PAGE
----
While in Manhattan overall, the number of non-primary residences is 29%; in some neighborhoods, favored by investors, such as Midtown, the share of nonprimary residences ranged as high as 44%. As The NY Times reports, however, the figures may be grossly underestimated, since the agency did not include apartment buildings that receive 421a tax exemptions, leaving out more recently built condos that are widely known to have high concentrations of foreign buyers, including One57 and 15 Central Park West. As one executive noted, "All you have to do is buy an apartment as a limited liability company and they can’t find you... It seems just ludicrous."
Executive Plaza - at 150 West 51st Street - has the highest percentage of non-primary residences of any building in New York at 74.4%!!
As The NY Times notes, the issue of occupancy in New York City has become a hot-button topic in recent months, with much made of foreigners who buy expensive apartments to use for just a few weeks a year. Some argue that they drive up prices, while others bemoan the fact that these buyers do not pay personal income taxes. A bill has been introduced in Albany that would impose an annual pied-à-terre tax on properties worth $5 million or more.
While the budget office research sheds light on ownership across the city, as The NY Post concludes, the true number of part-time owners is difficult to pin down. That is because buildings that do not receive the particular tax abatement the budget office examined were excluded. Many of these unconsidered buildings are recipients of a more lucrative tax break known as the 421a tax exemption.
“The I.B.O. data doesn’t include townhouses or 421a buildings, so there are a lot of misses, but of the condos and co-ops that are captured, the number of nonprimary residents is high,” said Andrew A. Beveridge, the president of Social Explorer, a firm that tracks census data and demographic information, and the chairman of the sociology department at Queens College.
To fill in the data gaps and to better inform the discussion about potentially taxing pieds-à-terre, the New York City Department of Finance has spent the past month examining the ownership status of units with the 421a tax exemption.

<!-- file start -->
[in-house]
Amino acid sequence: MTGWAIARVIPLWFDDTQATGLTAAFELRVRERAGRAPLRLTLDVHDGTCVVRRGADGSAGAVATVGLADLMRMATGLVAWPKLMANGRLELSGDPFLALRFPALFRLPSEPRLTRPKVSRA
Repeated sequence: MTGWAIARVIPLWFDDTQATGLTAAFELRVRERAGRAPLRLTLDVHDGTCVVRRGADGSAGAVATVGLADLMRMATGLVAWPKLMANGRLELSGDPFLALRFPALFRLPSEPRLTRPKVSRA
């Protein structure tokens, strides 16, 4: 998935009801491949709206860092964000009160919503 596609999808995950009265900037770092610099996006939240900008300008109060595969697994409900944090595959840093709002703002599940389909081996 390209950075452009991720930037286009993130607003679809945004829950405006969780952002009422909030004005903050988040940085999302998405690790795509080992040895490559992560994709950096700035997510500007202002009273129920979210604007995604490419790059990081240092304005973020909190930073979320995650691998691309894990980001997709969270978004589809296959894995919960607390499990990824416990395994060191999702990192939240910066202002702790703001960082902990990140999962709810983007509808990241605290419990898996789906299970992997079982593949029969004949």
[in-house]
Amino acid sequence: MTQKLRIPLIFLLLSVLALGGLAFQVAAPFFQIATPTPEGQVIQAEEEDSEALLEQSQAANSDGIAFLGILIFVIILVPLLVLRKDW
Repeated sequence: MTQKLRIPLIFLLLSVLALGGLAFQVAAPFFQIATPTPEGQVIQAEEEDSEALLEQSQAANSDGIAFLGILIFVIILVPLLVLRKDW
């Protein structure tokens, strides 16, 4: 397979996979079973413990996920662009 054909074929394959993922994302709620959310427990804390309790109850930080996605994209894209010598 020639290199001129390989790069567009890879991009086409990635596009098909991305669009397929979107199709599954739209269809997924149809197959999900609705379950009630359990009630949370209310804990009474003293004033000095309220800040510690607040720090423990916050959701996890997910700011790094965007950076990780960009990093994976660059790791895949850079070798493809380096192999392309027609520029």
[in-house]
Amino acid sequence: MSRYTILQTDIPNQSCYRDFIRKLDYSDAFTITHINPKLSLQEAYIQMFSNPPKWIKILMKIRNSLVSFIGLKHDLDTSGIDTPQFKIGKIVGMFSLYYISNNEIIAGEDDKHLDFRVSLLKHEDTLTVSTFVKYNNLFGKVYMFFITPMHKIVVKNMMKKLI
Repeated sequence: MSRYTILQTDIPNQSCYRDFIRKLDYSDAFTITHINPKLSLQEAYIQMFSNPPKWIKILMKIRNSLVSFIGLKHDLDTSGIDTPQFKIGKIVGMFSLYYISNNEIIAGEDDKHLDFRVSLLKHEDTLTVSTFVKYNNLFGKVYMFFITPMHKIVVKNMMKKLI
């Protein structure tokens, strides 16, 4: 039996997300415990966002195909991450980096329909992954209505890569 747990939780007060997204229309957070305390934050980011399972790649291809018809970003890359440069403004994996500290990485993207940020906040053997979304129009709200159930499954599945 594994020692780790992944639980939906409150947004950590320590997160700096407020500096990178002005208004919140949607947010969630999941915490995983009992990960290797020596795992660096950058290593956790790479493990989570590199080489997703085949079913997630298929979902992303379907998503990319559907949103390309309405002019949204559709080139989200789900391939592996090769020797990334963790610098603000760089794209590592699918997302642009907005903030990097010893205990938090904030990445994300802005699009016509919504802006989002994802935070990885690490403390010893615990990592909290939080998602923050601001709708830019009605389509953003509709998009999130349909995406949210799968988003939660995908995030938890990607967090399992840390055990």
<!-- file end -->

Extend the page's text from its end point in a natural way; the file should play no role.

So far, it has been a tall order. “It is complicated, since there is no requirement that you have to be a permanent resident to be eligible for the 421a tax exemption,” said Theodore Oberman, the director of commercial exemptions for the Department of Finance. “So it isn’t something we typically capture.”
To overcome this hurdle, the agency is reviewing apartment ownership by looking at owners’ Social Security numbers along with their New York City personal income tax records. So far, it appears that in Manhattan, around 36 percent of apartment owners in 421a buildings are nonprimary residents and a slightly smaller percentage are primary residents. However, results are inconclusive because the remainder could not be identified.
The most likely scenario for the ownership veil is that the home was purchased through a limited liability company, or L.L.C., which does not require Social Security numbers. “All you have to do is buy an apartment as a limited liability company and they can’t find you,” Mr. Miller said. “It seems just ludicrous.”
As for the data that has been uncovered, “it reflects the increasing level of income inequality in the city, that you can buy a relatively expensive condo and not have to occupy it all the time,” Mr. Beveridge said. “Housing has a strange spending curve. If you are poor, you spend a high proportion of your money on housing. Then as you get up into the middle class, people pay off their mortgages and you don’t see as much spending on housing. Then as you get really wealthy, the rich spend a lot on housing, but they do it by having a lot of homes.”
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Won't someone please think of the poor Chinese & Russian oligarch's children!!!